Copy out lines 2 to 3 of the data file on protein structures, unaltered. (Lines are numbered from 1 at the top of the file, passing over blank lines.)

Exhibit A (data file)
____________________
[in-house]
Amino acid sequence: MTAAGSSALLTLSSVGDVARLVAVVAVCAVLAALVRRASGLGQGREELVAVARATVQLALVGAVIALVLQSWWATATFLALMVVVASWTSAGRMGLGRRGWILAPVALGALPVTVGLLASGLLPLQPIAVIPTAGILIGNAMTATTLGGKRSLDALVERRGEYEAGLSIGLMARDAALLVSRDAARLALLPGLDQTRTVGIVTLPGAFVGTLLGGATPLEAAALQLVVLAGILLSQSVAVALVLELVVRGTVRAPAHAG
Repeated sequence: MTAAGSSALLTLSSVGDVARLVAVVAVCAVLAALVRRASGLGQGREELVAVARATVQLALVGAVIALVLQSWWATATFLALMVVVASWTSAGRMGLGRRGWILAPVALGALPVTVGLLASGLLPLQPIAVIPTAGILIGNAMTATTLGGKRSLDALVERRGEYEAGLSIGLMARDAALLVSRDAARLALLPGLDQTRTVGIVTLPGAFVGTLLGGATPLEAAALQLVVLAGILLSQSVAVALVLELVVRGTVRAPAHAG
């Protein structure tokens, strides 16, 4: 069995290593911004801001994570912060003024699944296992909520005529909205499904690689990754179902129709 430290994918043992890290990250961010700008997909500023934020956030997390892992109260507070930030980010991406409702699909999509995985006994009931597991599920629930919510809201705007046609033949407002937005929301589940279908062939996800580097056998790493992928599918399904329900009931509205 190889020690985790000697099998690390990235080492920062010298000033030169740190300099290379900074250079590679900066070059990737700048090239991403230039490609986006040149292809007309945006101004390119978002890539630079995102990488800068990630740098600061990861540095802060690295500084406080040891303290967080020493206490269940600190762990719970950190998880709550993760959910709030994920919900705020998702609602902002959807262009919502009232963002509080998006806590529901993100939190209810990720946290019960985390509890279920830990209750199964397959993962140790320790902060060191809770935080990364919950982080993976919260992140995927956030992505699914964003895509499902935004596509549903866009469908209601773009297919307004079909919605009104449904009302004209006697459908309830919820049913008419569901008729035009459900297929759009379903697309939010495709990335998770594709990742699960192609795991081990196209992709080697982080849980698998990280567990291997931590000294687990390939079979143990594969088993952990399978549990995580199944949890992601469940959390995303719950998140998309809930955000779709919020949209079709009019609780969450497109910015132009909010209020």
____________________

Amino acid sequence: MTAAGSSALLTLSSVGDVARLVAVVAVCAVLAALVRRASGLGQGREELVAVARATVQLALVGAVIALVLQSWWATATFLALMVVVASWTSAGRMGLGRRGWILAPVALGALPVTVGLLASGLLPLQPIAVIPTAGILIGNAMTATTLGGKRSLDALVERRGEYEAGLSIGLMARDAALLVSRDAARLALLPGLDQTRTVGIVTLPGAFVGTLLGGATPLEAAALQLVVLAGILLSQSVAVALVLELVVRGTVRAPAHAG
Repeated sequence: MTAAGSSALLTLSSVGDVARLVAVVAVCAVLAALVRRASGLGQGREELVAVARATVQLALVGAVIALVLQSWWATATFLALMVVVASWTSAGRMGLGRRGWILAPVALGALPVTVGLLASGLLPLQPIAVIPTAGILIGNAMTATTLGGKRSLDALVERRGEYEAGLSIGLMARDAALLVSRDAARLALLPGLDQTRTVGIVTLPGAFVGTLLGGATPLEAAALQLVVLAGILLSQSVAVALVLELVVRGTVRAPAHAG